Sweden has suffered the worst casualties among European countries in the Asian tsunami disaster. As the population mourns, the government in Stockholm has come under fire for its handling of the catastrophe.
Swedish tourists in Phuket wait to take a flight back home
Instead of a spectacular fireworks display, distraught Swedes ushered in the new year with a national day of mourning and candle-lit vigils.
Thai rescue workers carry a body from the beach in Khao Lak
On Sunday, Swedish State Secretary Hans Dahlgren revised downwards the figure from an initial total of 3,686 Swedes missing in the region affected by the tsunami, to 2,915. Ongoing double-checks of reports about Swedes believed missing had enabled authorities to shorten the list by over 20 percent, Dahlgren said.
The government also revised the confirmed death toll to 52 Swedes, from 59 earlier, but reiterated that it was expected to rise.
There remains little doubt that the South Asian tragedy has turned into a national trauma for the Scandinavian country of nine million.
Swedish Prime Minister Göran Persson
"It's a catastrophe of enormous dimensions, the worst in our times. The number of injured and dead will rise dramatically," Persson warned. "We must rally together and support each other. This will affect our lives for a long time to come."
Coffins are scheduled to begin arriving this week as many of the recovered bodies still await DNA analysis for identification.
Swedish tourists line up to check in for a flight home at Phuket International Airport
One of them, Daniel Haag, who landed at Stockholm's Arlanda airport, recalled the first moments when tragedy struck.
"I woke up just as my hotel room filled with water," Haag said. "I was under water for almost a minute before I came up again. I managed to catch on to the trunk of a car that was floating in the debris and heave myself up," he said. "And then I ran for my life."
The extraordinarily high number of Swedish tourists in Thailand is blamed on the weather, with many wishing to leave the Nordic realms to escape the dark winter cold for sunnier locations.
In total, some 4,500 people from Sweden, Norway, Denmark and Finland are missing.
Search for the missing
However, the search for the missing has been hampered by the widespread destruction wrought by the tidal waves in the region.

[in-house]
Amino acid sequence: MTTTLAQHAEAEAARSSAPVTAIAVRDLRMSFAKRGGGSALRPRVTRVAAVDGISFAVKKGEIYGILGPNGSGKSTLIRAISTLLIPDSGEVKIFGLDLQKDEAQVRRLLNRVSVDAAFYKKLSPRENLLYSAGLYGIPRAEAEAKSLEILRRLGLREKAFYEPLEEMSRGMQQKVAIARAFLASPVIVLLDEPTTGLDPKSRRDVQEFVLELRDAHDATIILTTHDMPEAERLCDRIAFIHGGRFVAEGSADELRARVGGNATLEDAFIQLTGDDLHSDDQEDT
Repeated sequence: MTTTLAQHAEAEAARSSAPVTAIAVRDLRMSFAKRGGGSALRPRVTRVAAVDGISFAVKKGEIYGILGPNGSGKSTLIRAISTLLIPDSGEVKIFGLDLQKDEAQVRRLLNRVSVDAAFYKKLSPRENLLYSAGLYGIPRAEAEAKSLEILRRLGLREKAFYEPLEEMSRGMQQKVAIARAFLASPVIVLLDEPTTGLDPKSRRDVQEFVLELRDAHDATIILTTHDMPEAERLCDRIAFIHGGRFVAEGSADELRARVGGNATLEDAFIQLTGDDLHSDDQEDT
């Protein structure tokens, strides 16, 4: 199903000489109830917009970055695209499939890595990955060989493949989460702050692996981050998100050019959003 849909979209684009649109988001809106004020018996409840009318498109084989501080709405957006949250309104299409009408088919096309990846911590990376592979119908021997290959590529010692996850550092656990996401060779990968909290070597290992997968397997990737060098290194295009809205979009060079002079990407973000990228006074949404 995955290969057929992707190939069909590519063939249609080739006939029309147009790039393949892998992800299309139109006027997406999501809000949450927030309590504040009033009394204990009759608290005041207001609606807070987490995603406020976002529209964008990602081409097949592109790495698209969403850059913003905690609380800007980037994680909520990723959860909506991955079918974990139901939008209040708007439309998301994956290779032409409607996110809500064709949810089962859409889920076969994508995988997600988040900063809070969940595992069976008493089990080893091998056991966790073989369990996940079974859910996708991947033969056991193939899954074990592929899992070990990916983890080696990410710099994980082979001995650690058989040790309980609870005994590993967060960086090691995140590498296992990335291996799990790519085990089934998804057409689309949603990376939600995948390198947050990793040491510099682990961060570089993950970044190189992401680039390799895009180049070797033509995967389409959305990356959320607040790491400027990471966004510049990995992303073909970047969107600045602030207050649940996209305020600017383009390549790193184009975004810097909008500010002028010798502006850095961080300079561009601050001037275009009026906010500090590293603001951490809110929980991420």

Even as mass graves are dug in the face of fast-decomposing corpses, officials warn that all the bodies of the tourists may never be recovered because many could be washed out to sea.
On Sunday, Persson's government pushed for another search of the Andaman Sea coastline by Thai and Japanese navy vessels.
A Thai elephant clears debris near Bang Nieng beach in Khao Lak, Thailand
Government faces flak
Even as Sweden reels from the disaster, Prime Minister Persson and his center-left Social Democrats face scathing criticism for what many regard as failure to take prompt action following the tragedy.
Foreign Minister Laila Freivalds and Foreign Aid Minister Carin Jamtin have admitted that the government waited too long -- four full days after the disaster took place -- to send planes outfitted with doctors and medical supplies to the aid of citizens stranded in Thailand.
Eight out of ten respondents to an Internet poll of 5,289 people conducted by Swedish daily Svenska Dagbladet said the government had mismanaged the crisis.
Lack of disaster management?
Many have also drawn parallels to Sweden's last big tragedy 10 years ago, when 551 Swedes died as the "Estonia" ferry sank off the Baltic coast. At the time a committee investigating Swedish rescue efforts after the sinking of the Estonia recommended setting up a national disaster management system.
But, that still hasn't happened. "I would have hoped that one would have drawn lessons from the Estonia tragedy," said Kent Härstedt, a Social Democratic parliamentarian. "Actually, there should have been a commissioner for such catastrophes and an authority that coordinates everything."
Karl Nilsson of Lulo, Sweden, poses with a sigh saying his parent and brothers are missing in Phuket, Thailand.
"We decided against a big authority for disaster management because it would only work in times of crisis and have nothing to do in normal times," Lars Danielsson, a member of Persson's cabinet said.
"Instead we're relying on existing mechanisms which are much more effective," he added. "The only drawback is that it sometimes takes a little longer until all measures are in place."
Greece's governing far-left party has opened a new front: It wants central bank governor Yiannis Stournaras to resign. He is accused of not following the 'national line' - but his political ambitions may play a role.
Macedonia has handed over to Kosovo the bodies of nine ethnic-Albanian gunmen killed in clashes with police earlier this month. The shoot-out was the worst unrest in the former Yugoslav republic in more than a decade.
The German parliament has passed a new collective bargaining law. DW's Rolf Wenkel says it will not stand the test of time, because it may well be unconstitutional and not lead to the desired effects.
The discovery of the "Walking Horses" from Nazi sculptor Josef Thorak has raised the question of how to deal with the art and culture legacy of Nazi Germany.